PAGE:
Feline Immunodefisciency Virus FIV Antibody, Leukemia Virus FeLV Antigen & Heartworm Antigen Rapid Test Kit

The Feline Immunodeficiency Virus (FIV) Antibody, Feline Leukemia Virus (FeLV) Antigen, and Heartworm Antigen Rapid Test Kit is a diagnostic tool used by veterinarians to test cats for these three infections. Let’s break down each component:

  1. Feline Immunodeficiency Virus (FIV) Antibody Test: FIV is a viral infection that affects cats and weakens their immune system over time. The test in this kit is designed to detect antibodies produced by a cat’s immune system in response to FIV infection. It does not detect the virus directly but identifies the presence of antibodies, which indicates exposure to the virus. A positive FIV antibody test suggests that the cat has been exposed to the virus and may be infected.
  2. Feline Leukemia Virus (FeLV) Antigen Test: FeLV is another viral infection that affects cats and can lead to various health problems, including anemia, immunosuppression, and certain cancers. The test in the kit detects the presence of FeLV antigens in the cat’s blood. A positive FeLV antigen test indicates that the virus is actively replicating in the cat’s body, and the cat is infected with FeLV.
  3. Heartworm Antigen Test: Heartworm is a parasitic worm that can infect cats (as well as dogs) and cause serious heart and lung problems. The test in this kit is designed to detect the presence of heartworm antigens in the cat’s blood, indicating an active heartworm infection.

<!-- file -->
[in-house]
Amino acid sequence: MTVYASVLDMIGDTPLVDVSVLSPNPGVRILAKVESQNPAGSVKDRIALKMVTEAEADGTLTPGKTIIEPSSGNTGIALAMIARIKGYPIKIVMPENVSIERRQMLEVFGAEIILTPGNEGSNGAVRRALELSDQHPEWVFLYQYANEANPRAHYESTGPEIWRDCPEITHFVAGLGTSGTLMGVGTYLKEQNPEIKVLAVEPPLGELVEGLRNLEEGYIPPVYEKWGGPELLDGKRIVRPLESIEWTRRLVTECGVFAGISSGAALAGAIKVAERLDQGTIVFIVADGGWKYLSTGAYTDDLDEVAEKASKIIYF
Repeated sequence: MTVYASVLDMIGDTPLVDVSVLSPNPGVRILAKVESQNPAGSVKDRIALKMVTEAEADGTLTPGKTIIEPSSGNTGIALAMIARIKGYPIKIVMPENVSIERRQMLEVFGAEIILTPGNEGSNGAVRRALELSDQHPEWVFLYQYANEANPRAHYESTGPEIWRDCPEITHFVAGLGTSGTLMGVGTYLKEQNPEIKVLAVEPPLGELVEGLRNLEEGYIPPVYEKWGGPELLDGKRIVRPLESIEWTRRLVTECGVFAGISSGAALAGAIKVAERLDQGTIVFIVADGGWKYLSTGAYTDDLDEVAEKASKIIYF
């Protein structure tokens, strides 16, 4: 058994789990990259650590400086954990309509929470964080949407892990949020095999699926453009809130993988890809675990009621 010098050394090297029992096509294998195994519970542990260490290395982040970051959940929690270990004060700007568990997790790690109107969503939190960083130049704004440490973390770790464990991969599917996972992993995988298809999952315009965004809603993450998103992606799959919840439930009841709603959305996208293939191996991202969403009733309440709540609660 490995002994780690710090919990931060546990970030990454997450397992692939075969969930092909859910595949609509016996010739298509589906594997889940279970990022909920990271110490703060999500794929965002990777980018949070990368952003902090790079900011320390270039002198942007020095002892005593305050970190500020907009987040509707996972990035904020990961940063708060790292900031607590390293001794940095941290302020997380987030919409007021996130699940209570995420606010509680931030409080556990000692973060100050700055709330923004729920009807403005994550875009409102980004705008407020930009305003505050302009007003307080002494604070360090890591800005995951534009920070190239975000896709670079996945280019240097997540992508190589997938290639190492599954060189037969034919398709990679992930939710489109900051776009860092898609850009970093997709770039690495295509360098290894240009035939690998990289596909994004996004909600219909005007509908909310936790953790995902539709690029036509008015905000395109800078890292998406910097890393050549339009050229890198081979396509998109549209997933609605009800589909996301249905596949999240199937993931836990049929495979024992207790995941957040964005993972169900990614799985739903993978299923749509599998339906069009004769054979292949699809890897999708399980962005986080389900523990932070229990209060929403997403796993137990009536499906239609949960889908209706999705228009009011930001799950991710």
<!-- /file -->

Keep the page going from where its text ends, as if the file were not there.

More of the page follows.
The rapid test kit is typically designed for easy and quick use in veterinary clinics. It usually involves taking a small blood sample from the cat (often from a vein in the leg or neck) and applying it to the appropriate test strips or cassettes. Results can be obtained within a short time frame (usually around 10-15 minutes).



It’s essential to note that a positive result from any of these tests requires further confirmation through more specific laboratory tests. Additionally, some cats may test positive for FIV antibodies due to past exposure and have no active infection. Confirmatory testing and veterinary consultation are crucial for accurate diagnosis and appropriate management of infected cats.



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